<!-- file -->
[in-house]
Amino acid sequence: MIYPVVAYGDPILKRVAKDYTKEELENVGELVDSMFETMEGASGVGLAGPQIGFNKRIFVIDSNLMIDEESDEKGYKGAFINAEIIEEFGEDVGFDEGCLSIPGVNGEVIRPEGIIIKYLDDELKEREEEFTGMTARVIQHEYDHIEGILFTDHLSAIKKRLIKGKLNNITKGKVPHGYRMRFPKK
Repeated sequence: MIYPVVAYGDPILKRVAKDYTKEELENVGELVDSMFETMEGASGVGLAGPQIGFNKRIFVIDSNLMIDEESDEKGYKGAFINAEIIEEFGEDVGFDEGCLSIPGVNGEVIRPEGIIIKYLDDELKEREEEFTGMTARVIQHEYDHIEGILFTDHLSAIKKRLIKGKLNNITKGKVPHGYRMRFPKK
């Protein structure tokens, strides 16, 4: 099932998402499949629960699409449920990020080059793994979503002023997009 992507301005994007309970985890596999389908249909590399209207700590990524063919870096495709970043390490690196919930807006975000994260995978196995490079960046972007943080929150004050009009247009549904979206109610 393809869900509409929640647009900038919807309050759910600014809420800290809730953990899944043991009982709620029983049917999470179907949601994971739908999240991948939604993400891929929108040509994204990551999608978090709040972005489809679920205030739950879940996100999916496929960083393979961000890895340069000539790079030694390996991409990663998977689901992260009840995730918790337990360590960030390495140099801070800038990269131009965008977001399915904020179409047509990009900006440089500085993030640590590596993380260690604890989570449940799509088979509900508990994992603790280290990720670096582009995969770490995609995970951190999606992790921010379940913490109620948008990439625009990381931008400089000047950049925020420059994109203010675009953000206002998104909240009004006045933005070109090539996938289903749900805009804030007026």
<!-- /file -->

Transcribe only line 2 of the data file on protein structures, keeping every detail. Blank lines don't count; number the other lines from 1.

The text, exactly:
Amino acid sequence: MIYPVVAYGDPILKRVAKDYTKEELENVGELVDSMFETMEGASGVGLAGPQIGFNKRIFVIDSNLMIDEESDEKGYKGAFINAEIIEEFGEDVGFDEGCLSIPGVNGEVIRPEGIIIKYLDDELKEREEEFTGMTARVIQHEYDHIEGILFTDHLSAIKKRLIKGKLNNITKGKVPHGYRMRFPKK